14 young people have now been appointed to the first BBFC Youth Panel
Panelists were chosen from more than 100 applications and represent all four nations of the UK, as well as the BAME, LGBTQ+, and the neurodivergent community
The BBFC’s Youth Panel will be able to develop life skills, make connections and gain valuable experience for university or job applications
Today, the BBFC has announced that 14 young people have been appointed to the organisation's inaugural Youth Panel.
The panelists were chosen from more than 100 applications, and represent all four nations of the UK as well as the LGBTQIA+ community and the neurodivergent community. The BBFC’s Youth Panel will meet once a term, and will be consulted on a range of topics including; onscreen depictions of discrimination; mental health representation in films and TV; social media; the film industry.
Sarah Peacock, Education and Compliance Manager for the BBFC, said: “We are delighted to welcome the panelists to their new role, and are looking forward to working with them all over the coming months and years.
“The group will share their invaluable insights and thoughts on the content they’re surrounded by on screens, both at home and at the cinema. We also hope that the panelists will feel inspired to share what they learn with others, and advocate for the work of the BBFC in their schools, colleges and communities.”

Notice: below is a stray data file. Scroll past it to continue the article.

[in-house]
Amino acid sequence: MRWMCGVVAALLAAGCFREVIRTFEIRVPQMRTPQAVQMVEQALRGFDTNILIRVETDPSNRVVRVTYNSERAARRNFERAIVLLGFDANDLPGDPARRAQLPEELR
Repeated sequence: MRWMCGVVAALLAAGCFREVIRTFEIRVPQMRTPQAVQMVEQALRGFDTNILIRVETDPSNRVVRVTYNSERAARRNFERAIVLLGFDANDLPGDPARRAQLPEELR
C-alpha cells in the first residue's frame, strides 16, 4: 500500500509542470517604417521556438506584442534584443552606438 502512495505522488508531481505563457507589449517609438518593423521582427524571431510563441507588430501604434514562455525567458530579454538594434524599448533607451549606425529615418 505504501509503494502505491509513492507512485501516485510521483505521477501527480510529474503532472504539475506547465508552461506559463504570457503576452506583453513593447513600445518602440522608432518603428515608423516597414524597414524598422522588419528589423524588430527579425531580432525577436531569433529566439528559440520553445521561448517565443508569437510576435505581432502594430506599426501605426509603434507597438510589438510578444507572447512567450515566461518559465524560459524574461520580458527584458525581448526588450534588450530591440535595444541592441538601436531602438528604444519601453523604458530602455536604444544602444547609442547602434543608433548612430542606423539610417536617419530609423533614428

Lewis, 16 from Herefordshire, BBFC Youth Panel member, said: “I feel so lucky and totally thrilled to be part of the inaugural BBFC Youth Panel. I've loved cinema for as long as I can remember, and as I've got older I've realised I could actually have a career in film. I run a film blog, write, act and direct plays and have also been awarded the Gold Blue Peter badge! I'm really excited to be involved and seeing where this journey will take me.”
Mercy, 16 from London, BBFC Youth Panel Member, said: “I joined the BBFC Youth Panel because I’m really interested in issues pertaining to young people and am especially passionate about having progressive conversations about issues that affect the youth.”
David Austin, Chief Executive of the BBFC, added: “Our research shows that the demand for age classification has never been higher, with 95% of teenagers wanting consistent age ratings that they recognise from the cinema and DVD to apply to content accessed through streaming services - we are looking forward to working with the panel to capture their views and opinions on our ratings and wider work.”
Panelists have a lot to look forward to, and will all be given the chance to: shadow a Compliance Officer and see behind the scenes of the BBFC; input into education resources and outreach work; influence research and help shape the future of classification policy; guide and shape social media campaigns, including creating content for the official BBFC channels; develop practical work experience skills, including communication, presentation, teamwork and self-management skills; network with different teams across the BBFC and gain a deeper understanding of the role of regulation and content classification.
Find out more about the BBFC’s Youth Panel on the BBFC’s website.